Smart contracts are irrevocable computer programs deployed on a blockchain that execute a set of pre-DeFined instructions. They are the basis of the DeFi ecosystem as tokens are themselves a smart contract. They operate with great similarity to an insurance parametric product where a pre-agreed policy event is triggered from an independent data source to pay a claim. These smart contracts can be simple with one condition or multiple conditions. A complete digital corporate entity can be built on the blockchain known as a Decentralized Autonomous Organization (DAO) consisting of multiple smart contracts and could comprise a digital mutual or cooperative organisation. The more complex the DAO the more risk of operational failure but as this is embedded on the blockchain all events are logged,  immutable and provide a single chain of custody. DAO’s make up the components of DeFi.

Smart contract failure due to program flaws is a major risk in DeFi and there is a good opportunity to address this risk with insurance solutions. This risk is mitigated by the open source nature where multiple developers and testers approve the code before release. Derivative platforms depend on well-functioning smart contracts governing the transaction. For this reason smart contracts must be frequently audited, tested and warranted.

As insurance adapts to protect intangible assets it is the smart contract code that is not performing, rather than people, and parties participating in the development could be held liable to class actions if the outcome is not what is intended. This is known as basis risk where an action is triggered when it should not have been or vice versa. Smart contracts interact  with independent data feeds known as “oracles” which trigger transactions on the blockchain. Data integrity and provenance of these feeds is paramount as they price assets and pay claims. These data feeds must have data availability, meaning the external data must always be accessible. They can be looked at as the application program interface (API) of blockchain often called the gatekeepers to the outside world.

Smart contracts are a crossroads between law, regulation and information technology and the standardisation still needs to mature with political understanding. Legal and regulatory objectives must be addressed so the smart contract becomes legally binding and enforceable.



The operation of smart contracts is a distinctive risk for insurers. Developers deploy open source code but have no liability when it fails. Investors put funds at risk without assessing the risk involved. How do insurers know who is liable when a smart contract fails? Data integrity and provenance must be applied to the triggers of the contract, creating a trust mechanism. Clients can opt to protect a protocol from this risk and receive a premium in return. There needs to be a complete data provenance on the code of the smart contract and on the external data feeds that trigger them. Insurers and auditors need to go to an independent repository so we can track, if necessary, to the first line of code written and checked by a developer. This is exacerbated when operating in multi cloud environments.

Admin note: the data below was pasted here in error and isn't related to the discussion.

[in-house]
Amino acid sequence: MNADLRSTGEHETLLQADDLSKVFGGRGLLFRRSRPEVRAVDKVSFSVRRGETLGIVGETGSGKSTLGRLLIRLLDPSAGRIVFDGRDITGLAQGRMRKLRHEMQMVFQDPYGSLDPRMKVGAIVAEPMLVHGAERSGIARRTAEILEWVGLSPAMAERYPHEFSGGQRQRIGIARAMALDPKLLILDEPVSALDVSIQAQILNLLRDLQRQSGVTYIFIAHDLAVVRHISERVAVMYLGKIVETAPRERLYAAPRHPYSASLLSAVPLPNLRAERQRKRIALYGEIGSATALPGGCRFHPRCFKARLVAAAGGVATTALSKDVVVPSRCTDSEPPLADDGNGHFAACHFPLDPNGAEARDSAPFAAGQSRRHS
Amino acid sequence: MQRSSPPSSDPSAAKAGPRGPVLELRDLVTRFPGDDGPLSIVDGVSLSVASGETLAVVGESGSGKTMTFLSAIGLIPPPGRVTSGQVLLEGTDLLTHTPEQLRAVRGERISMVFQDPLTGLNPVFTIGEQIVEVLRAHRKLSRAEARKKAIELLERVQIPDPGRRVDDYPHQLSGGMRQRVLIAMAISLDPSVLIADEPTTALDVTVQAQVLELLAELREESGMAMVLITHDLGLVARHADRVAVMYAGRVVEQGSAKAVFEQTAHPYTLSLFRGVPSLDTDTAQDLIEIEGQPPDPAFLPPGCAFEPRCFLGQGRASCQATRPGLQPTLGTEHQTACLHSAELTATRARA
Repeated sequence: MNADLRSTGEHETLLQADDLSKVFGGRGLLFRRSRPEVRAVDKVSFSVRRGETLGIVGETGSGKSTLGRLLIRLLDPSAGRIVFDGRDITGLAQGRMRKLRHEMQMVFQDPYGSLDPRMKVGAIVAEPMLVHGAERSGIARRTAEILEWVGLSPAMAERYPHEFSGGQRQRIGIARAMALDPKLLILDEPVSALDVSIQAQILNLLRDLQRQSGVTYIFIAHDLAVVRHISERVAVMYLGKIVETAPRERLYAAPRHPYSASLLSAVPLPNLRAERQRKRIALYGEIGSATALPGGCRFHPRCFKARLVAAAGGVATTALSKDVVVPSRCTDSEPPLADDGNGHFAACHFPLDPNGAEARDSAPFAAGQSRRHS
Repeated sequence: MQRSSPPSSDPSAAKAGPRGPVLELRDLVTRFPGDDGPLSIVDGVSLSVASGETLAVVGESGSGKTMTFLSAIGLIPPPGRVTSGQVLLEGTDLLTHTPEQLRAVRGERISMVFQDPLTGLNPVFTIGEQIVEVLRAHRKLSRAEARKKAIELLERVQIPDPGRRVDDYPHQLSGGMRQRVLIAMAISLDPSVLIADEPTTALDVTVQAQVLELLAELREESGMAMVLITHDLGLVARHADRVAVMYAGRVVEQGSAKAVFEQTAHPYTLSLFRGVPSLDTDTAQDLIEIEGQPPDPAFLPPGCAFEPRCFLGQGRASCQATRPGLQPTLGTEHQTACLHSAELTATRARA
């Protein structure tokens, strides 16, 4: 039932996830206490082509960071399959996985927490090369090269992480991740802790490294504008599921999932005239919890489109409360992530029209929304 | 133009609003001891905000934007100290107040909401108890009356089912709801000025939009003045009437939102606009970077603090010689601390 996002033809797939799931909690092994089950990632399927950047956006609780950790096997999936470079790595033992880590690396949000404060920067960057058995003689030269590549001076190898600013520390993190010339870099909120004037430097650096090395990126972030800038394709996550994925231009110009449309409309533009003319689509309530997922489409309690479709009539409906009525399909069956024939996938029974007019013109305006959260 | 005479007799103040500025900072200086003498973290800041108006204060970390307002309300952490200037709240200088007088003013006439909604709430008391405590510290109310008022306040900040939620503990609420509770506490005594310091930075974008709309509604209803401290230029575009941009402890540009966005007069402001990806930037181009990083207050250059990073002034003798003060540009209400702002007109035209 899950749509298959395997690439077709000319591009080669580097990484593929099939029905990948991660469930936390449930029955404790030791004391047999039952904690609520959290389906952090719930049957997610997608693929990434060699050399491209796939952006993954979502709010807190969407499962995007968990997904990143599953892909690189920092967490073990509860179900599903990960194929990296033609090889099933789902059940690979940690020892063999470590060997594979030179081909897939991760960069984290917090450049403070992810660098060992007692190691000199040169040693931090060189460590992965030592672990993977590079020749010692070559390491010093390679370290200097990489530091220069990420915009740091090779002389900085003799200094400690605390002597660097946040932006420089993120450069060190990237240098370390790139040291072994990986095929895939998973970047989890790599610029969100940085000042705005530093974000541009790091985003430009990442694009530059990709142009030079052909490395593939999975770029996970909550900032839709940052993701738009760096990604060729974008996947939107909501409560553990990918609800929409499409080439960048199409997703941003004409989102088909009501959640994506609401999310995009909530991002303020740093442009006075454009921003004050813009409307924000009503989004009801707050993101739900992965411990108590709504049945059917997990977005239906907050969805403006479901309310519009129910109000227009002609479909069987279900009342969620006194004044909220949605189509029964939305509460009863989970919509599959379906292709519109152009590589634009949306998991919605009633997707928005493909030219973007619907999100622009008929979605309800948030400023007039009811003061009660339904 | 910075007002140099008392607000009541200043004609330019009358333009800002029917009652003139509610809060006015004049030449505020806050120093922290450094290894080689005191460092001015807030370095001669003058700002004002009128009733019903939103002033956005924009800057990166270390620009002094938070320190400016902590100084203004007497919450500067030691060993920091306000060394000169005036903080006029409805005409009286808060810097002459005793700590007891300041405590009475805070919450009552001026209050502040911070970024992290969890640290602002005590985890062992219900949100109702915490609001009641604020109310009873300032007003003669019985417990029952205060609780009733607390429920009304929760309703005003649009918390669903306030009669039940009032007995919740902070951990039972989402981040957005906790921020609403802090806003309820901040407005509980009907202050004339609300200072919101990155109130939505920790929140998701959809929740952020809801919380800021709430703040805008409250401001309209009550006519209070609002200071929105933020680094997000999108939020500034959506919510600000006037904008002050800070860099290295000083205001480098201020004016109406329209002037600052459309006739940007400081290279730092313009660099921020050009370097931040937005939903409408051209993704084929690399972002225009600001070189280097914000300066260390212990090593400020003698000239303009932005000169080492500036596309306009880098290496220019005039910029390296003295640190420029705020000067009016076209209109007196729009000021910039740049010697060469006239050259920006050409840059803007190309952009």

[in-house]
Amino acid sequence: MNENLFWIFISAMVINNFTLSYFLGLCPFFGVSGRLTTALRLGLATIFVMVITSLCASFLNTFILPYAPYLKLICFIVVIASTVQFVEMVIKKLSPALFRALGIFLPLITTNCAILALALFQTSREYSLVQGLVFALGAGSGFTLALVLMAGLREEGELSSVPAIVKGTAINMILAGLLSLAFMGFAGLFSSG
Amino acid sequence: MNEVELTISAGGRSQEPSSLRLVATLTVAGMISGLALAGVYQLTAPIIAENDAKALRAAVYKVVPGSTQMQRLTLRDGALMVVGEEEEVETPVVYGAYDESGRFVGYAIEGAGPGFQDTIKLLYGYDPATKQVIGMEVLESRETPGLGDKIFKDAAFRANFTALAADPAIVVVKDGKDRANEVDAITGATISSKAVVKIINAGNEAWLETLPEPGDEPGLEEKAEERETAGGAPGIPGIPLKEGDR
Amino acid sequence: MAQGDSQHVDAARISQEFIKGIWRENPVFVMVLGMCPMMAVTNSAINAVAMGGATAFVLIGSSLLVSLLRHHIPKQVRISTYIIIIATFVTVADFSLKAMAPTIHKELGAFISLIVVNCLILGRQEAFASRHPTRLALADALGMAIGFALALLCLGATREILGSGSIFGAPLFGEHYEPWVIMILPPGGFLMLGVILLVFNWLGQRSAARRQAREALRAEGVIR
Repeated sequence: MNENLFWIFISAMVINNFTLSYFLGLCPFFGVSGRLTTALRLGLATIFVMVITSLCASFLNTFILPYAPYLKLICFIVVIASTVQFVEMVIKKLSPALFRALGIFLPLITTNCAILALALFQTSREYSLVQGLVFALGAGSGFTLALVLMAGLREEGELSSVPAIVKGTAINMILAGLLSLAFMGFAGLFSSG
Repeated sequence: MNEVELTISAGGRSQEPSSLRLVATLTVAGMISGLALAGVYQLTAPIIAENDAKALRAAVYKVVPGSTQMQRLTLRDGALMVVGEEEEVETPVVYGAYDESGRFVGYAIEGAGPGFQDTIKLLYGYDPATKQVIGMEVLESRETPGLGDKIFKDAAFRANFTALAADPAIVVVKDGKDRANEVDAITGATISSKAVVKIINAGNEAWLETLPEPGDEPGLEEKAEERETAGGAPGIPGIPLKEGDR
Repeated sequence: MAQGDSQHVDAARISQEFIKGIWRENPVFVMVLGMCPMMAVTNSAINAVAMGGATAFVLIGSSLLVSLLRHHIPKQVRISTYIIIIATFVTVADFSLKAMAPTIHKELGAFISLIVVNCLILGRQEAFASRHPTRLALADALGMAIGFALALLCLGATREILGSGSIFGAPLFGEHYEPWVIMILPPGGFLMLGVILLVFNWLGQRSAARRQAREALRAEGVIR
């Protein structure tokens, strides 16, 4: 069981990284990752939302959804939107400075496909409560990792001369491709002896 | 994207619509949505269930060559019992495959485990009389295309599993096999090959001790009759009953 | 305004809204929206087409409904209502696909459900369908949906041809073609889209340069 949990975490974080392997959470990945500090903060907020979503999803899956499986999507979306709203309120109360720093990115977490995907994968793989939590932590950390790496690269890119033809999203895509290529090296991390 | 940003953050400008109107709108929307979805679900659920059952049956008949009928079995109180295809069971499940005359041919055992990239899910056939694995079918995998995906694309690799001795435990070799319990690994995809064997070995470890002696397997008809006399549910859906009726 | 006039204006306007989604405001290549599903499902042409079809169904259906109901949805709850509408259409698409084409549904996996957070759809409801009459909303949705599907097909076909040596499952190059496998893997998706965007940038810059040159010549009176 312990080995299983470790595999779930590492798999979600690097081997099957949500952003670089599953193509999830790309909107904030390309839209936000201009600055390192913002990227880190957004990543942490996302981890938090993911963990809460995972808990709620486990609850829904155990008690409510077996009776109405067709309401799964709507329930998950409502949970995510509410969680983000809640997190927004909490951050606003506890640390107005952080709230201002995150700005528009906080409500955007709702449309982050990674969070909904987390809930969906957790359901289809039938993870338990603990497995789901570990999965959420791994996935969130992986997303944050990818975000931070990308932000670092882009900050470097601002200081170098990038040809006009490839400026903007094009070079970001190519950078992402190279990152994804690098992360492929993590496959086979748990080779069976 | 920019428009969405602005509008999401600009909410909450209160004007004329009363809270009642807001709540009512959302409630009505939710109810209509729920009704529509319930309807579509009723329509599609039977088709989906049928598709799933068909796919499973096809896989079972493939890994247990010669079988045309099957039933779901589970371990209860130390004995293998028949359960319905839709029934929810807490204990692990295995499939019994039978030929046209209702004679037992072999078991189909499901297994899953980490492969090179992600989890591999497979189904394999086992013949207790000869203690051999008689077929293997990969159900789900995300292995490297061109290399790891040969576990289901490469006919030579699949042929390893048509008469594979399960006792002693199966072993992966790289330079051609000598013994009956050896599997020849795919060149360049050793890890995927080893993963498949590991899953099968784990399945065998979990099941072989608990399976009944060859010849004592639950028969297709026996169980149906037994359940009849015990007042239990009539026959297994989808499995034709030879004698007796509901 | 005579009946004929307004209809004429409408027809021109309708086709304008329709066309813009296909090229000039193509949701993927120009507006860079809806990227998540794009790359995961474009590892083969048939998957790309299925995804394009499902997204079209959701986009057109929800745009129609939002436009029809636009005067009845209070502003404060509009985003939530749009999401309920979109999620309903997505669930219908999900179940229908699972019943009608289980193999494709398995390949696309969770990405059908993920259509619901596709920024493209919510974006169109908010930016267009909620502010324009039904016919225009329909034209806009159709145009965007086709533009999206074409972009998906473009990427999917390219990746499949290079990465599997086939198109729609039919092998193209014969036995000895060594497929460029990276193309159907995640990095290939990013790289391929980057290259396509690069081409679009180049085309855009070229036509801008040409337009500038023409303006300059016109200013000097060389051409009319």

Data provenance is the history of data assets from the origin through the whole life cycle of the data showing who accessed it, how, when it was used and has it been tampered. When stored on a blockchain as a cryptographic event, it is possible to create a provenance graph to see who was liable as forensic evidence shown below. This increases data transparency and enforces data integrity. Privacy is preserved at all times as actual data is not stored on the blockchain only hash key identifiers to the real data stores. Every smart contract should have data provenance enforced and this should be a warranty for the insurance policy.




Smart contracts are composable and can be linked to each other via programmable interfaces. This means that an entire DeFi automated system is being built in the open domain by software developers which will bring legal challenges if an automated payment was incorrect, with no delay in place for human checkpoints and intervention, to withhold payment or verify the payment triggers. This could lead to litigation expenses, the very thing that parametric insurance is intended to reduce,  so it may be conducive in the early days to build in pause conditions to the smart contract to mitigate basis risk before payment.

Data provenance and tamper proof techniques must ensure that data is protected from internal errors or external malicious attacks using real time alerts and tamper proof techniques. When an oracle provides external data to the blockchain, the integrity of the data should be guaranteed so that dApps can execute flawlessly in minimum response time. Malicious oracles tamper data or creates fraudulent activity on import of external data to the blockchain. This is a serious risk and should be mitigated by insurers before offering cover.